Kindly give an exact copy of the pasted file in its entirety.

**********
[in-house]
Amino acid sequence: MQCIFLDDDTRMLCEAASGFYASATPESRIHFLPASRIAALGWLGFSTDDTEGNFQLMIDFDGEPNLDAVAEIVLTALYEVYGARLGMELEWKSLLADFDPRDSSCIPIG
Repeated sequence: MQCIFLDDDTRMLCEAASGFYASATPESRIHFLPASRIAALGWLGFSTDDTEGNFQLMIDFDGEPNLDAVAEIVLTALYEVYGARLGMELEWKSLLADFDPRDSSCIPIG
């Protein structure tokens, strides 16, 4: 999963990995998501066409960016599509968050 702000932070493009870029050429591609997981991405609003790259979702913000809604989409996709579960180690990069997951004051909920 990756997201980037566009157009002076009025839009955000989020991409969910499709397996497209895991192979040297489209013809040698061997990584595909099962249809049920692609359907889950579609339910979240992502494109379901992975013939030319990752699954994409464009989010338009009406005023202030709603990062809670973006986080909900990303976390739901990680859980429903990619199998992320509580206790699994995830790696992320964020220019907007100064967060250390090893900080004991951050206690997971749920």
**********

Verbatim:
[in-house]
Amino acid sequence: MQCIFLDDDTRMLCEAASGFYASATPESRIHFLPASRIAALGWLGFSTDDTEGNFQLMIDFDGEPNLDAVAEIVLTALYEVYGARLGMELEWKSLLADFDPRDSSCIPIG
Repeated sequence: MQCIFLDDDTRMLCEAASGFYASATPESRIHFLPASRIAALGWLGFSTDDTEGNFQLMIDFDGEPNLDAVAEIVLTALYEVYGARLGMELEWKSLLADFDPRDSSCIPIG
């Protein structure tokens, strides 16, 4: 999963990995998501066409960016599509968050 702000932070493009870029050429591609997981991405609003790259979702913000809604989409996709579960180690990069997951004051909920 990756997201980037566009157009002076009025839009955000989020991409969910499709397996497209895991192979040297489209013809040698061997990584595909099962249809049920692609359907889950579609339910979240992502494109379901992975013939030319990752699954994409464009989010338009009406005023202030709603990062809670973006986080909900990303976390739901990680859980429903990619199998992320509580206790699994995830790696992320964020220019907007100064967060250390090893900080004991951050206690997971749920």